You saw Dunkirk last night, and you liked the film, admired it, and you have many roiling thoughts about it. As you walk to the train you decide to go out of your way to walk by St. Patrick’s, which has become something of a nexus of conflicting emotions for you.
You’re thinking about earthquakes and hurricanes, deportations and camps. Perfect storms. Forgiveness, and if such a thing is possible. Accountability and atonement. When you arrive at the church you see a line of police tape is stretched across the front door. The tourist family who wants to take pictures has to pose in the smaller door to the side, and you sit on the steps out of their way. You think about the fact that, when you have to, you think you’ll be willing to fight in the street for your city. You’ll be begging forgiveness the entire time, and you’re not strong so you won’t last very long, but you’ll still have to do it, but will you know when it’s time?
How did Walter Benjamin know when to kill himself? How did he decide that he was at the nadir of life under the Nazis, that nothing was getting better, and that death under his own power was the best path?
This is what you’re thinking when you pull yourself up and start walking to the train. And you loop through barricades, and you’re thinking about how to recognize enemies, and you find yourself surrounded by barricades, behind a row of garbage trucks.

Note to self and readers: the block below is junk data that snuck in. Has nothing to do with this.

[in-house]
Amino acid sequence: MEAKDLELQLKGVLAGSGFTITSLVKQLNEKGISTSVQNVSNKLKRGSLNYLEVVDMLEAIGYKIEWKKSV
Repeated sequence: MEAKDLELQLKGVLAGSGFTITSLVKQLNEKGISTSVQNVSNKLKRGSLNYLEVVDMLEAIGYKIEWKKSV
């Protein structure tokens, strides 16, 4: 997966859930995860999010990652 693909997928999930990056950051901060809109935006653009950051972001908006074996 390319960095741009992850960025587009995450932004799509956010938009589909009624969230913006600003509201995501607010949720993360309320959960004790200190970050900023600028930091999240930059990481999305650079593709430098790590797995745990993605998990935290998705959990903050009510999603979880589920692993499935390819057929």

New Yorkers know what that means.
And when you pull yourself back into focus you realize that at the end of the sidewalk on the way to the train station is a checkpoint. People are being searched to go through. You’ll be searched if you keep walking this way.
You, who have been sexually harassed and assaulted, will be searched to protect someone who confessed publicly to sexual assault. You, who ruined your body working jobs on your feet, and who has never had enough money or health care to heal yourself, will have strangers’ hands on your body. You, who worked beside poor black women to care for rich white babies in Charlottesville, Virginia, will be searched for the comfort of.
There’s a point in Dunkirk when an elderly man hands blankets out to the soldiers, saying to each one, “Well done, boys.” One young soldier, disgusted and ashamed at being evacuated, snaps back: “But we didn’t do anything.” The man replies, “You survived. That’s enough this time.”
Your grandfather with his German last name was a Secret Service agent. He protected Roosevelt and Truman with his own body multiple times in Germany, as they inspected a Nazi machine turned to rubble and ash. His body was the barricade between those two men and death.
He survived that war, and at the end of it his country celebrated the defeat of an enemy. They pulled themselves together and charged into the future convinced they were heroes.
You turn back and walk slowly down the sidewalk, waiting to see if anyone notices you and wonders why you’re acting like a skittering cockroach. You turn the corner and smile at the cops, because you can do that because you’re a white woman, and you loop back through blocks and barricades so you won’t be searched on the streets of your own city, and you think about what you’re willing to do.